From the faraway vantage point of Wall Street, many have only visited Macau's burgeoning casino industry vicariously through Daniel Craig's James Bond in 2012's Skyfall.
Encircled by a sea of yachts and floating lanterns, a tuxedoed Bond is boated into one of Macau's gaming palaces through a dragon's mouth and under a dome of exploding fireworks.
The takeaway: Macau is a billionaire's playground. And the ordinary vacationer would be better off looking to Vegas for a weekend of blackjack and glitzy hotels.
But all of that is changing, and shareholders of Wynn Resorts (WYNN) and Las Vegas Sands (LVS) have been cashing in as Macau looks to become the next Vegas Strip, with more appeal and access for the non-VIP gamer. (Wynn Resorts and Las Vegas stands are both members of Real Money's Vice Squad watch list.)
Wynn and Las Vegas Sands rake in about 60% and 50% of their EBITDA, respectively, from the Macau region, and that a further stabilization and transformation of the Macau gaming market can add to recent gains in their shares, based on a Morningstar projection. (EBITDA is a standard valuation metric standing for earnings before interest, taxes, depreciation and amortization.)
Signs of acceleration in the market have pulled Las Vegas Sands and Wynn shares up about 36% and 15%, respectively, over the past three months.
On one hand, Macau's August gaming revenue showed positive year-over-year growth for the first time since May 2014, according to the Gaming Inspection and Coordination Bureau, and July was the fourth straight month of year-over-year visitation growth -- perhaps an even more positive sign as demand appears to be meeting supply as new casinos crop up.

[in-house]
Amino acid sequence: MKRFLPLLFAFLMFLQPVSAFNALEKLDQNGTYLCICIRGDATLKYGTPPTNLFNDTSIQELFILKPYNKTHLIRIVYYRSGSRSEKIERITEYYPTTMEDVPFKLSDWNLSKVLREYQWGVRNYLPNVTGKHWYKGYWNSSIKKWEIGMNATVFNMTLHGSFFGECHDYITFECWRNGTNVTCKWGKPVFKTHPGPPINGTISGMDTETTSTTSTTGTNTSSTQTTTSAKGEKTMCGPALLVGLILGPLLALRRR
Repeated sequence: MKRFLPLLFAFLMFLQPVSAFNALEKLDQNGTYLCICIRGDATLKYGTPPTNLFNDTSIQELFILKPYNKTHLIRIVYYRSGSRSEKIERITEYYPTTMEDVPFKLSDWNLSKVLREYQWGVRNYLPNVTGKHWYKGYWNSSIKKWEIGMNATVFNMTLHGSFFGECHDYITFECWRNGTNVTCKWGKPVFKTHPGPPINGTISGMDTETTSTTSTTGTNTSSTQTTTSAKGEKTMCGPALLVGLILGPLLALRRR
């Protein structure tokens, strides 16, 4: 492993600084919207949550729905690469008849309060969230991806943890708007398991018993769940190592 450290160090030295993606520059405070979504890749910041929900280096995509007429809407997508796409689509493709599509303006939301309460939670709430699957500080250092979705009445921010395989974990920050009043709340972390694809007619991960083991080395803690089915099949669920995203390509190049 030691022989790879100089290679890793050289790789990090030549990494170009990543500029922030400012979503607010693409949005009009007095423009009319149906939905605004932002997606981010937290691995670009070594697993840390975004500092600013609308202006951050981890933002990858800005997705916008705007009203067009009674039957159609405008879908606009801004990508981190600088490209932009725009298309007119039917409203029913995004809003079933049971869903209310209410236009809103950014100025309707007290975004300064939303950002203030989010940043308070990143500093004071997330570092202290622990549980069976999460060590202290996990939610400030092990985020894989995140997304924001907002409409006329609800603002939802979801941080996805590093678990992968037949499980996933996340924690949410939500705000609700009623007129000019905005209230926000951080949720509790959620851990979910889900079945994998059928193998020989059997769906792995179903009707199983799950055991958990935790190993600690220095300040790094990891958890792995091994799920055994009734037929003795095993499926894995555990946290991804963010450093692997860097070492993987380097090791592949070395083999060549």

"The Chinese and Macau government are trying to make Macau a more diversified, mass gaming destination with a lot of non-gaming attractions," Morningstar's Dan Wasiolek said in a Tuesday phone interview with Real Money.
The new casinos come from each player in the region's oligopoly. Only six operators currently have gaming licenses in Macau: In addition to Wynn and Las Vegas Sands, these include Melco Crown Entertainment (MPEL) , MGM Resorts (MGM) , Macau's SJM Holdings and Hong Kong's Galaxy Entertainment.
For instance, Wynn's high-end Palace opened in late August, Las Vegas Sand's Parisian opened earlier this month and MGM is slated to open a new venue next year. Wasiolek expects it to open in the second quarter.
But the growth prospects for Macau and its gaming shareholders may really start to accelerate in 2018 as the region becomes more accessible for tourists, with an expansion to the closer "Lotus" border checkpoint set to open in 2018 at the nearby Cotai region, as well as a closer Pac On ferry terminal. And Macau is in critical need of overhauling its transportation infrastructure given its heavily crowded streets: At 19,393 people per square mile last year, Macau is the world's most crowded region, according to the World Bank.
There will also be a new light-rail monorail system (akin to the Vegas Strip's) set to come online in 2019. And expansion is only then set to continue, with plans for sea landfills in five key zones expected to add about 12% to Macau's total area, Morningstar models.
All said and done, it may be best for skittish shareholders to leave there money on the table if they're hesitant about their lucky streak ending in Macau.